Montgomery County Paid Hackers Demanded Ransom, Recovered Stolen Data

With the recent cyber attack in Alabama last week caused by the unidentified hackers affecting the Montgomery County, the local officials here made a decision to pay the demanded ransom amounting to $37,000-$50,000 (worth of Bitcoin).

They needed to force themselves to settle the required amount to prevent compromising almost 70 terabytes of stolen data.

According from the news report online through Reuters, the hackers only gave the Montgomery County at least seven days to comply with their demand. If they failed so, these abusive human beings will be deleting all the stolen data from the county’s servers. The news added that the hacking group was able to compromise the data through the ransomware attack successfully, as detailed by the Montgomery Adviser.

In line with this issue, Elton Dean who is the County Commission Chairman revealed that the affected files cost about $5 million and he considered this latest cyber crime by the hackers as an urgent situation.  He led the emergency meeting to discuss about the ransom amount and on where they will get the money to pay.

During an interview with RT America, Hannah Hawk said that the officials of Montgomery needed to pay the hackers forcefully so that they can access the hacked information again. Hawk added that the county paid at least 9 Bitcoin on Friday as demanded by the hacking group.

Hannah Hawk is the representative of Montgomery County in Alabama.

From the information shared through Fox Business, a Montgomery County Commission representative stated that Lou Lalicci and his team diligently made an effort to recover the stolen data. However, the sad thing is that they still paid the demanded ransom amount to the hackers. The representative added that they recovered all the affected data files after paying half of the amount on Saturday and the remaining half amount on Sunday.

Lou Lalicci is the current IT Director of Montgomery County.

The county’s Public Affairs revealed the ransomware hacking issue last September 19 and during that time, the data are still accessible to their systems. Unfortunately, the problem starts the next day when they fail to access the files and even announcing that the tax filing server of the county is down.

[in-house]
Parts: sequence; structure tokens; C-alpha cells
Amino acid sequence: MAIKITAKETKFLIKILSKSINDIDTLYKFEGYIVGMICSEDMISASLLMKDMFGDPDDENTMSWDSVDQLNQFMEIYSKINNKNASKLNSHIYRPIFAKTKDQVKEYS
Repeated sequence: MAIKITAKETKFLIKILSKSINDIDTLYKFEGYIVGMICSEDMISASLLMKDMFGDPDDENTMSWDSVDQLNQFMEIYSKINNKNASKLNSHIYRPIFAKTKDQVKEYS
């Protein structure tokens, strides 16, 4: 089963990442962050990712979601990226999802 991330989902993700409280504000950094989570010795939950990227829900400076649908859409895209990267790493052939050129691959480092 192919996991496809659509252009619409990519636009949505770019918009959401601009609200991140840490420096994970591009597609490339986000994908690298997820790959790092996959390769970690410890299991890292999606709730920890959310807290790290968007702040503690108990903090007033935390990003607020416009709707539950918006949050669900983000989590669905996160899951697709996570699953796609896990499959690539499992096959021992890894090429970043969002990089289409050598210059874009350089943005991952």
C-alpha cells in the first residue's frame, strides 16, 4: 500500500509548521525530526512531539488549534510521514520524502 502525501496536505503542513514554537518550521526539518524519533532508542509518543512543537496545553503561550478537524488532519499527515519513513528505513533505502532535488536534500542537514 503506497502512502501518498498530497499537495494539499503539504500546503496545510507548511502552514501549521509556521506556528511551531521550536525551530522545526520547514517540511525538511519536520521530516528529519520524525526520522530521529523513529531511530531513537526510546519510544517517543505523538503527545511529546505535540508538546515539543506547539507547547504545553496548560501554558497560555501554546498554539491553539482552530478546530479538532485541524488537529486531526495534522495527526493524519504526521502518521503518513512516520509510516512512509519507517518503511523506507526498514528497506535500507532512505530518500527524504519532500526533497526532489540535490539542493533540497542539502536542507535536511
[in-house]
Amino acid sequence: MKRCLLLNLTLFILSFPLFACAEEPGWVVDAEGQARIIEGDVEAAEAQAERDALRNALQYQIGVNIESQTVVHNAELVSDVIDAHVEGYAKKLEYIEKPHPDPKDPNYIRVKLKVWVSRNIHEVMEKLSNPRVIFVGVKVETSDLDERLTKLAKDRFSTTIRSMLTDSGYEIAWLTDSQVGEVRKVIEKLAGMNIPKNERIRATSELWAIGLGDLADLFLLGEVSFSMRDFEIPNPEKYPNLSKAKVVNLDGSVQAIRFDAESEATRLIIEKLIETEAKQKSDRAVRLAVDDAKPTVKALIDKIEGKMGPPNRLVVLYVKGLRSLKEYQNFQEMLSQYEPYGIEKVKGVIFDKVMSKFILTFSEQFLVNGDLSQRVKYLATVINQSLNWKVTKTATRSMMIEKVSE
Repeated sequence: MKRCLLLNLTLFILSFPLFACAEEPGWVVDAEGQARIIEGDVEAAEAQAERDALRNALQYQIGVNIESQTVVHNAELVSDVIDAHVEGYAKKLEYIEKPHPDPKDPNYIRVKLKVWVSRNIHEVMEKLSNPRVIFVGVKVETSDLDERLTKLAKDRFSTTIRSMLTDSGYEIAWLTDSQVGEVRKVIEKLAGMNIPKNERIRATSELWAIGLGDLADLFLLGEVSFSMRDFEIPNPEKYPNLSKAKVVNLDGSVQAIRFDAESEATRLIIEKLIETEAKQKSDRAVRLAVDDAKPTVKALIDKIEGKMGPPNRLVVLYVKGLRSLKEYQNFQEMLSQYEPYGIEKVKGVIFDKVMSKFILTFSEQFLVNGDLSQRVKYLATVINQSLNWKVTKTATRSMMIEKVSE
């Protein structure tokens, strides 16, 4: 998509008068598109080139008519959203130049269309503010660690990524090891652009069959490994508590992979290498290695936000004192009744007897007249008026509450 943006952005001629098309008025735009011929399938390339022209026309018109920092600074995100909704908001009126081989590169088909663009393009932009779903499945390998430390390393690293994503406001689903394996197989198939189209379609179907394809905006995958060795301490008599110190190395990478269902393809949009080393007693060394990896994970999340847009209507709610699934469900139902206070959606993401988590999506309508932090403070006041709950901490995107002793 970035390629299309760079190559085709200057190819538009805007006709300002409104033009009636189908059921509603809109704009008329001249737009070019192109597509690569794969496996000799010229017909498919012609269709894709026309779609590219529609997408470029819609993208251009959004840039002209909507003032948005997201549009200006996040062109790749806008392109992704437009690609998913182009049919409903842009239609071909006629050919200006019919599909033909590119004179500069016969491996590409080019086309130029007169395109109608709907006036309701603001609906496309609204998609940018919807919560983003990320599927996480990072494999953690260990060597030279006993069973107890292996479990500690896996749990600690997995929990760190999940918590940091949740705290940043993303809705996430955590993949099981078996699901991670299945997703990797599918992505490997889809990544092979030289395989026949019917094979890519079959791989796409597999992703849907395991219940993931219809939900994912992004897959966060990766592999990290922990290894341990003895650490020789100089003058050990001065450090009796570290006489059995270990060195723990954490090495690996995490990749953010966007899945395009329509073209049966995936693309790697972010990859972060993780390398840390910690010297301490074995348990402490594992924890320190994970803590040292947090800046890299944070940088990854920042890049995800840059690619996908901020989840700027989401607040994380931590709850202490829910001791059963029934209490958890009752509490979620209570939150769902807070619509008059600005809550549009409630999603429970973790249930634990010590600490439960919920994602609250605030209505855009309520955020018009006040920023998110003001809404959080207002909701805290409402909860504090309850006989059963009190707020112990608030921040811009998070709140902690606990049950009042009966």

The hackers controlled the data on the exact date of business tax paying deadline. They were able to “locked up” the system of Montgomery County and so the probate office did not get an access to process the different transactions for vehicle tags, registrations and for business as well as marriage licenses, added by the news report online.

The county likewise asked the Federal Bureau Investigation (FBI) to help them investigate the attack, which occurred last week. On the other hand, the FBI somehow does not appreciate the decision of Montgomery.

“Paying a ransom doesn’t guarantee an organization that it will get its data back,” stated by the FBI as quoted by rt.com online.

 

“There have been cases where organizations never got a decryption key after having paid the ransom,” said the FBI through its official webpage Cyber Crime. “Paying a ransom not only emboldens current cyber criminals to target more organizations, it also offers an incentive for other criminals to get involved in this type of illegal activity. And by paying a ransom, an organization might inadvertently be funding other illicit activity associated with criminals,” the statement continued.

 

In defense on the paid ransom amount, Lalacci however revealed that the hackers did not agree to restore all the stolen data, unless they received the payment and assured that they will not compromise any information afterwards. He added that the hacking group considered themselves as modern day Robin Hood because they use the money to help those needy people.

Alabama is one of the biggest states in America and it is not the only area that experienced this kind of cyber attack.

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